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[whatwg] contenteditable, <em> and <strong>

From: Matthew Paul Thomas <mpt@myrealbox.com>
Date: Thu, 11 Jan 2007 11:01:03 +1300
Message-ID: <a1507e3789768818461f6a42ced4f194@myrealbox.com>
On Jan 11, 2007, at 2:17 AM, Henri Sivonen wrote:
>
> On Jan 10, 2007, at 13:26, Matthew Paul Thomas wrote:
>>
>> The message "please use <b> and <i> unless you really know what 
>> you're doing, and generate <b> and <i> unless your users really know 
>> what they're doing" is *not* well-known.
>
> What's the expected payoff if the message is made well-known?

As far as I know:
*   Better intonation for screenreaders.
*   Better heuristics for Google Glossary. (Continuing my example from
     last month, whereas "<p><b>foo:</b> bar</p>" is likely a
     definition, "<p><strong>foo:</strong> bar</p>" probably isn't. I'm
     not *sure* that this is how Google Glossary works, but for example,
     all its misdefinitions of the words "update" and "warning" are from
     <b>, not <strong>.)
*   Easier styling for Chinese text.

I didn't know about the last one until yesterday, so I would not be 
surprised if there were others.

>> It has not yet consumed much time, effort, money, blog posts, spec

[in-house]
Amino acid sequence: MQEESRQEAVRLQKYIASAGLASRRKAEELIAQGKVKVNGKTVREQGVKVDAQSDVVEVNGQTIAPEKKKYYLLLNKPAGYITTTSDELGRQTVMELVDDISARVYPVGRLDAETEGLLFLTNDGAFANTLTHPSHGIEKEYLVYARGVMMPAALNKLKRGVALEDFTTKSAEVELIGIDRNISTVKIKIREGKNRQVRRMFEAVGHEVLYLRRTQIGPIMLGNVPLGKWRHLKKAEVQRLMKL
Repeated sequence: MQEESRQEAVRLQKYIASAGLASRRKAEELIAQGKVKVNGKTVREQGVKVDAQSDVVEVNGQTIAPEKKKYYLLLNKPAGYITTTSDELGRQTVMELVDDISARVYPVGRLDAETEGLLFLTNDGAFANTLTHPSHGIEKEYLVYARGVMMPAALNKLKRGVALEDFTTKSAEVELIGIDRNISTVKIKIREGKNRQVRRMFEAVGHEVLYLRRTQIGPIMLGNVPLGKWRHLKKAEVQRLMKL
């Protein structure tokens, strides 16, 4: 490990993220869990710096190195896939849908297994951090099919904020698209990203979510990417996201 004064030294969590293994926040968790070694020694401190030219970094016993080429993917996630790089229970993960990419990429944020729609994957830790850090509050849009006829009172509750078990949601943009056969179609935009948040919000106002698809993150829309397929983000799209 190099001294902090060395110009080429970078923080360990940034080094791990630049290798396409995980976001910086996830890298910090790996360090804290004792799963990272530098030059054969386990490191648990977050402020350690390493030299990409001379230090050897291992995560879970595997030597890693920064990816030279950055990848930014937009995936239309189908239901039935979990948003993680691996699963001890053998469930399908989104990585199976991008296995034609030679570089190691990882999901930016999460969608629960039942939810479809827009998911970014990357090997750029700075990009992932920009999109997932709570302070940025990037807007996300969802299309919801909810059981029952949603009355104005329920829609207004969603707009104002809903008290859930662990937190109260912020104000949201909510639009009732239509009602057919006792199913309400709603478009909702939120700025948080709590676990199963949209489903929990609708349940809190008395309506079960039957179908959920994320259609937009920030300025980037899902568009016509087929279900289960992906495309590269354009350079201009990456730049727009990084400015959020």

>> examples or discussion threads. In the absence of other evidence, I 
>> think it is worth trying.
>
> In that case, I suggest making the content models for <b> and <i> 
> equally versatile as the content models for <strong> and <em>. 
> Otherwise, authors and tool vendors will go with the elements with the 
> more versatile content models just in case the versatility is ever 
> needed.
> ...

Agreed. I also suggest that the first sentence of the usage notes for 
<b> and <i> be toned down a bit, like this: "The b element should be 
used when an author cannot find a more appropriate element, and should 
be generated by authoring tools where users are unlikely to choose a 
more appropriate element".

-- 
Matthew Paul Thomas
http://mpt.net.nz/
Received on Wednesday, 10 January 2007 14:01:03 UTC

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